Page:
Maintaining situational awareness of current and emerging threats is increasingly becoming the cornerstone of an effective cybersecurity risk-management program.
A cybersecurity threat is defined as any circumstance or event with the potential to adversely impact an organization’s operations—including mission, functions, or reputation—by affecting its information technology or communication infrastructure through unauthorized access, destruction, disclosure, modification of information, or denial of service. Threats to IT and communication assets vary greatly and may include such things as malicious actors, malware (viruses and worms), accidents, and even natural events, such as weather emergencies.
Threat identification and response begins with collecting useful threat information from reliable sources, interpreting that information within the context of your credit union’s operations, and responding to threats that have the means, motives, and opportunities to adversely affect the delivery of services to your members. These responses can take on many forms, including simple things like adjusting your security settings on your IT systems.
Indicators of emerging cyber threats can also be found internally. In part, this is accomplished through the logging and monitoring of IT, networking and communication infrastructure assets. Logging essentially records network traffic and events related to your operations and security, and it can help identify a compromised system. Logging should be enabled, based on the assets’ potential impact if it’s compromised. For example, the greater the potential effects of a compromised asset or system, the more data your credit union should collect about the asset. Ideally, log files are then consolidated and analyzed to identify signs that your systems have been comprised.
It is also important to keep up to date on cybersecurity events and threats to your credit union. To do this, credit unions should subscribe to one or more information sharing resources to ensure your systems and staff are up to date on the shifting tactics and methods criminals and other actors use to compromise your institution’s information security and systems.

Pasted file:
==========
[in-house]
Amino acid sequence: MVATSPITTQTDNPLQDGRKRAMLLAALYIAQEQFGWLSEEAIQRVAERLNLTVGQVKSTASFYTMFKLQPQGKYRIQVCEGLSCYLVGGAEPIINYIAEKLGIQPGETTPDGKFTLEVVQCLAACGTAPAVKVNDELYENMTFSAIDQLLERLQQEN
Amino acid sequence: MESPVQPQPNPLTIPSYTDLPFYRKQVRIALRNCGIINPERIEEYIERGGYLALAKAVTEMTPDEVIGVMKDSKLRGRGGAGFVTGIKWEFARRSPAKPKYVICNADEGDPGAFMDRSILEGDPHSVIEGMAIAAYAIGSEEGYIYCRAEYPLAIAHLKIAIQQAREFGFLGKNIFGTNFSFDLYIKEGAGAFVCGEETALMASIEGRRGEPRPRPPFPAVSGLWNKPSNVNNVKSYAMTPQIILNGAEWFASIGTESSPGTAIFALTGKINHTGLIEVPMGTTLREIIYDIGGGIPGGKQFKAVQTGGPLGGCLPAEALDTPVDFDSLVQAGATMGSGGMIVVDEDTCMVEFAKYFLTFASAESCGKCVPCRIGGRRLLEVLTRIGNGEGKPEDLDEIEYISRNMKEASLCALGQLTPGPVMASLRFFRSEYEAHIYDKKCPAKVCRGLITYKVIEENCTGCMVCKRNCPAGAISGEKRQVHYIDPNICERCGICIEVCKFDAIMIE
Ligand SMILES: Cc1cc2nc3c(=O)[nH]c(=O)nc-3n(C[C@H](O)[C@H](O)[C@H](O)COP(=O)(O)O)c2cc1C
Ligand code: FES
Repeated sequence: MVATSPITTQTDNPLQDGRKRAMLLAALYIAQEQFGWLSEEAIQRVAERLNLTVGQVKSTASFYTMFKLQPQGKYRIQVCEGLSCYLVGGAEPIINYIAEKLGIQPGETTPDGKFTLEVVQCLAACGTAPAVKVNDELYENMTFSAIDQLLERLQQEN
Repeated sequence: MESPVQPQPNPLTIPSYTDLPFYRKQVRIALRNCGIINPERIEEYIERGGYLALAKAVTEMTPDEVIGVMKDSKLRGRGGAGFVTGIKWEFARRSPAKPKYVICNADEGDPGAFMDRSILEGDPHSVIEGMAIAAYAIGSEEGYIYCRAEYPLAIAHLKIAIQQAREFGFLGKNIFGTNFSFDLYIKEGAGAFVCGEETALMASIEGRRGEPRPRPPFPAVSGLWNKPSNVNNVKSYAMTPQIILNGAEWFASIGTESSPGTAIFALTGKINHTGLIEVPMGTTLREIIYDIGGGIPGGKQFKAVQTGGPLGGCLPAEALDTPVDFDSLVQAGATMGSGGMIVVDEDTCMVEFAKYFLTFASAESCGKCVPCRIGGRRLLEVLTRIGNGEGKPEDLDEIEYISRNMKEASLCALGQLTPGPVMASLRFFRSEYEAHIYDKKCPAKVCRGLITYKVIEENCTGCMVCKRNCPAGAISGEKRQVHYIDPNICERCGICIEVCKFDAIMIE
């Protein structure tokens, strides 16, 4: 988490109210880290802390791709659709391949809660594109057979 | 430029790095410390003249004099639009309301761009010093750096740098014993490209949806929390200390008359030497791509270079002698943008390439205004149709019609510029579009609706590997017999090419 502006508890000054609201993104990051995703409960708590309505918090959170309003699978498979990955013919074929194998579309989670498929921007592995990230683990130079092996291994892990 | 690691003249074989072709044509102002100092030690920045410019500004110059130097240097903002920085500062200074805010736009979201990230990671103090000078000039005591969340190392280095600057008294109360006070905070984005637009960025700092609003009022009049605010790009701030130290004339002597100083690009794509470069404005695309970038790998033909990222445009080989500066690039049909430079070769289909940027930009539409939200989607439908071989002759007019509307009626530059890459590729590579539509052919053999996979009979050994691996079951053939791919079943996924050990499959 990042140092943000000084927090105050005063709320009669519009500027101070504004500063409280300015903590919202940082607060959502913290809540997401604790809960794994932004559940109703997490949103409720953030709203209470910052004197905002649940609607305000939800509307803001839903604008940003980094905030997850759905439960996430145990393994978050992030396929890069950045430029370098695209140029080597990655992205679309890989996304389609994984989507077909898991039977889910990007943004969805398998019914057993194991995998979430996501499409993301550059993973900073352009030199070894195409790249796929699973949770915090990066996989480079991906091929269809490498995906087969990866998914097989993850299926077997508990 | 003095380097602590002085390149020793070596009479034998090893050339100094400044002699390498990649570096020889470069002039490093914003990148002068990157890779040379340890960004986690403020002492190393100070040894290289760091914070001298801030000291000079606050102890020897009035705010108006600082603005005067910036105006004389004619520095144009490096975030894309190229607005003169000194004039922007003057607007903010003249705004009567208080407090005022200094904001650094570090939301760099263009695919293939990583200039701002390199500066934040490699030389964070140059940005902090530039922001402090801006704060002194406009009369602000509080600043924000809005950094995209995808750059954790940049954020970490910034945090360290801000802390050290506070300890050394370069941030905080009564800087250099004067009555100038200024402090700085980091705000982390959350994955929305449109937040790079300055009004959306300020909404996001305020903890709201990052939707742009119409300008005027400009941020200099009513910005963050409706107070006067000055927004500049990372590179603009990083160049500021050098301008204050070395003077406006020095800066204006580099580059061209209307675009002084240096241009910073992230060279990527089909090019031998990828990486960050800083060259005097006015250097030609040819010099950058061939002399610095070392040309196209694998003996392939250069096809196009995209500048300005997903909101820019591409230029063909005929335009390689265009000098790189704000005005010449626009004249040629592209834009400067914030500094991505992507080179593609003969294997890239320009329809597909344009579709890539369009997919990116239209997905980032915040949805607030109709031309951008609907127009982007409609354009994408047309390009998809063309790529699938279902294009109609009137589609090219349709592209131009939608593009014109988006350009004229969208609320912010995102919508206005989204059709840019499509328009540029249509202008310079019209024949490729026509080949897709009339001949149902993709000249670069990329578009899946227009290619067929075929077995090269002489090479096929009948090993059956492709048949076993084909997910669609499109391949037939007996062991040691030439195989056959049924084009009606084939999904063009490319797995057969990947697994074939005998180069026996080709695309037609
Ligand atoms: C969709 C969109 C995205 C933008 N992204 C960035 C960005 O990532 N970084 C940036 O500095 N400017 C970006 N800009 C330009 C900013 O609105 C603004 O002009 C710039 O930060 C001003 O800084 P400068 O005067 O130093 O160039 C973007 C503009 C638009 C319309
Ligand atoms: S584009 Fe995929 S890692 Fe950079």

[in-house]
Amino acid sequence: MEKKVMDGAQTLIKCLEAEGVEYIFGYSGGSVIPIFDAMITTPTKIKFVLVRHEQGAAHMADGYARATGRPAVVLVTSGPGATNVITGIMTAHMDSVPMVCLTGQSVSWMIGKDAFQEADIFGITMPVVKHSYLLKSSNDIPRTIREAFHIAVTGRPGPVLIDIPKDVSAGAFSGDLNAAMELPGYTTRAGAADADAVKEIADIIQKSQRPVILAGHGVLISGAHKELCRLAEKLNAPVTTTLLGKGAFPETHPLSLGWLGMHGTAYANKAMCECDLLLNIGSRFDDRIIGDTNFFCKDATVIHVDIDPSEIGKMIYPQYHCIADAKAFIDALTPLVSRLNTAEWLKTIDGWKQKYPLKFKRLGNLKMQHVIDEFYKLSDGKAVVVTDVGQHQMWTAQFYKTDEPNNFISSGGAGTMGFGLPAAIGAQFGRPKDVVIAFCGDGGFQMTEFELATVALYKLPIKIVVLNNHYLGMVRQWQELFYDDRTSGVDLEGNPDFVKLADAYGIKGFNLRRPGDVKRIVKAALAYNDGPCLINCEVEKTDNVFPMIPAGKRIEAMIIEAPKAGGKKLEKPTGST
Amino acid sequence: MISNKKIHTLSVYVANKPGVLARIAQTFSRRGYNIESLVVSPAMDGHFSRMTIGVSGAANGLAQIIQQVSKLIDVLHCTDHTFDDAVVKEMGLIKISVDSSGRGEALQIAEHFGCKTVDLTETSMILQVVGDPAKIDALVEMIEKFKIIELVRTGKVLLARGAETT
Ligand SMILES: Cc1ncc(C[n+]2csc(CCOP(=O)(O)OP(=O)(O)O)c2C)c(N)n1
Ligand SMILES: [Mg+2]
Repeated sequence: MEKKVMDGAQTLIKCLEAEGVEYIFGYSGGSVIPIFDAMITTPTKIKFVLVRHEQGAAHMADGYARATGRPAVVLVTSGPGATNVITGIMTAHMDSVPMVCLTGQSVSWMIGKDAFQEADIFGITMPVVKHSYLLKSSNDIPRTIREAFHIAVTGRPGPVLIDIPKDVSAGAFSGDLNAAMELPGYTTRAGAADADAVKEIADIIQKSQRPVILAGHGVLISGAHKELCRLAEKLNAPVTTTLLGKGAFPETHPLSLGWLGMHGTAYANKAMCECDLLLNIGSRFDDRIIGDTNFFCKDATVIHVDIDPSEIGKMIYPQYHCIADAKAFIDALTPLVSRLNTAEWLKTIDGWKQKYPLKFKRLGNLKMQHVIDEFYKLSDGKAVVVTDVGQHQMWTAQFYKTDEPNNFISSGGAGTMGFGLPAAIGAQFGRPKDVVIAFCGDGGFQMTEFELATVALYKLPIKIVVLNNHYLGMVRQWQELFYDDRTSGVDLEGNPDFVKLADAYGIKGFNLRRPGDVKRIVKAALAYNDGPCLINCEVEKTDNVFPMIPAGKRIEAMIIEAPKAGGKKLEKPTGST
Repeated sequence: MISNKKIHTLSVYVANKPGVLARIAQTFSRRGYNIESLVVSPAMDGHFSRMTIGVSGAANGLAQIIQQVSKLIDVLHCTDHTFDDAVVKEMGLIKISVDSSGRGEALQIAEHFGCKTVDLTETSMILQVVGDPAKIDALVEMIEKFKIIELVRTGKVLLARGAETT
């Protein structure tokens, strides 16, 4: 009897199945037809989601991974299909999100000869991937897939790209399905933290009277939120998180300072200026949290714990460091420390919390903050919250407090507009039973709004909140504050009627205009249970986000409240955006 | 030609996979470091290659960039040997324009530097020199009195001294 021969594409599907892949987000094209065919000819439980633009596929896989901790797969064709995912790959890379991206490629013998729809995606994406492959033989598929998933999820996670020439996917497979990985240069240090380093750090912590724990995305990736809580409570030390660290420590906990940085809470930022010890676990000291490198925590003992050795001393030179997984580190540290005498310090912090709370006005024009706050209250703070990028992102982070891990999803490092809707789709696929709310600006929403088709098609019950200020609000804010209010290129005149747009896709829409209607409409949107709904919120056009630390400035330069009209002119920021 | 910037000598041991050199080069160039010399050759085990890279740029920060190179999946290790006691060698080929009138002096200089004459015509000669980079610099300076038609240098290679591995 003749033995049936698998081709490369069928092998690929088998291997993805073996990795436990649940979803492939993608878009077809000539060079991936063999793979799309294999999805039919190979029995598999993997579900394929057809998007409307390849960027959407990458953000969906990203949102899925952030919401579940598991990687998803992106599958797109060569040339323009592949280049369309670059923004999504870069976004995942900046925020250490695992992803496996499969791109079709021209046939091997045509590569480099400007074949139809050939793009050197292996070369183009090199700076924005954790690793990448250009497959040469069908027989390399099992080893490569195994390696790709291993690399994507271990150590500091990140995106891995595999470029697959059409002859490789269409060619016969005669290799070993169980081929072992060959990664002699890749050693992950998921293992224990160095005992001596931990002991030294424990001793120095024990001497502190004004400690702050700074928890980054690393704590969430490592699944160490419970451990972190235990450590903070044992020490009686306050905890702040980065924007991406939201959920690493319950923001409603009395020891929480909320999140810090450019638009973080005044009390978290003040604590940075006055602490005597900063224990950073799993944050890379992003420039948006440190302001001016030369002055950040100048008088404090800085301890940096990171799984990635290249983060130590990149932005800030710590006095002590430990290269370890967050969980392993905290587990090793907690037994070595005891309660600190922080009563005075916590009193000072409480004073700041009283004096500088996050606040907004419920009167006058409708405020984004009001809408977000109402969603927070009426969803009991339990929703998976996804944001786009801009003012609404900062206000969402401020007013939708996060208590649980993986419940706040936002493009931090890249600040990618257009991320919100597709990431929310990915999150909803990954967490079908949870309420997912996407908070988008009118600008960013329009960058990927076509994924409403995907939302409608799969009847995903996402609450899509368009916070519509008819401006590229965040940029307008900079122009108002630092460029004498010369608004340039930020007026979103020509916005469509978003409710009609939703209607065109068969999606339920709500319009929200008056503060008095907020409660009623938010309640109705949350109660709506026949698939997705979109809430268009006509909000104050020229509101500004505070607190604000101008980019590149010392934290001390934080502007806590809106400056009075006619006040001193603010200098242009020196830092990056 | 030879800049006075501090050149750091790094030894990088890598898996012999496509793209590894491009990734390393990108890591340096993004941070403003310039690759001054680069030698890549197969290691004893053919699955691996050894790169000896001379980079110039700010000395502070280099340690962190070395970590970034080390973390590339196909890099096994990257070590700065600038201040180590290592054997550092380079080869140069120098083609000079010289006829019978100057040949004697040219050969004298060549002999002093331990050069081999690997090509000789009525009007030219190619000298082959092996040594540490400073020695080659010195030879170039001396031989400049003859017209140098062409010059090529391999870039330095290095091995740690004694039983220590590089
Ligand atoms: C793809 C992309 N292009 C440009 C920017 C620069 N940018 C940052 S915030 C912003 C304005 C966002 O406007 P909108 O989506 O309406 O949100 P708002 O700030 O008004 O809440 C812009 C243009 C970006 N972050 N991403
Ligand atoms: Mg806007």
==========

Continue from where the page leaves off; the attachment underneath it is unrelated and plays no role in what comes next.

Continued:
There are many sources of threat information, including open-source information like the internet and media, paid threat-analysis services, federal agency resources, and information sharing and analysis centers and organizations.
Rapid response to new types of cyber threats can significantly improve a credit union’s security posture and help protect consumer information more effectively. Additionally, credit unions should also maintain and regularly update a list of law enforcement contacts and regulatory agencies that can provide you with assistance if a cyber incident occurs.
The list below provides several federal and federally sponsored resources credit unions should consider to gain greater awareness of threats and events.
Executive Order 13691 directed the Department of Homeland Security to encourage the development of information sharing and analysis organizations beyond the traditional infrastructure sectors. The mission of this organization is to enable and sustain credit union critical infrastructure cyber resilience and preserve the public trust by advancing trusted security coordination and collaboration to identify, protect, detect, respond and recover from threats and vulnerabilities.
In collaboration with the U.S. Department of the Treasury and the Financial Services Sector Coordinating Council, the FS-ISAC’s mission is to enhance the financial services sector’s ability to prepare for and respond to cyber and physical threats, vulnerabilities and incidents, and to facilitate communications across the financial services sector during an emergency.
A resource of the Department of Homeland Security, the Computer Emergency Readiness Team leads the government’s efforts to improve the nation’s cybersecurity, coordinate cyber information sharing and proactively manage cyber risks.
A partnership between the Federal Bureau of Investigation and the private sector, InfraGard is comprised of representatives from businesses, academic institutions, state and local law enforcement agencies, and other participants dedicated to sharing information and intelligence to prevent hostile acts against the U.S.
The mission of the Internet Crime Complaint Center is to provide the public with a reliable and convenient reporting mechanism to submit information to the FBI on suspected internet-facilitated criminal activity and to develop effective alliances with law enforcement and industry partners.
This is the Department of Homeland Security’s flagship program for public-private information sharing and complements the Department’s ongoing information sharing efforts. Through CISCP, the Department and participating companies share information about cyber threats, incidents, and vulnerabilities.
The Department of Homeland Security’s Automated Indicator Sharing capability enables the exchange of cyber threat indicators between the federal government and the private sector in real time. Ultimately, the goal is to commoditize cyber-threat indicators through AIS so these indicators are shared broadly among the public and private sector, enabling everyone to be better protected against cyberattacks.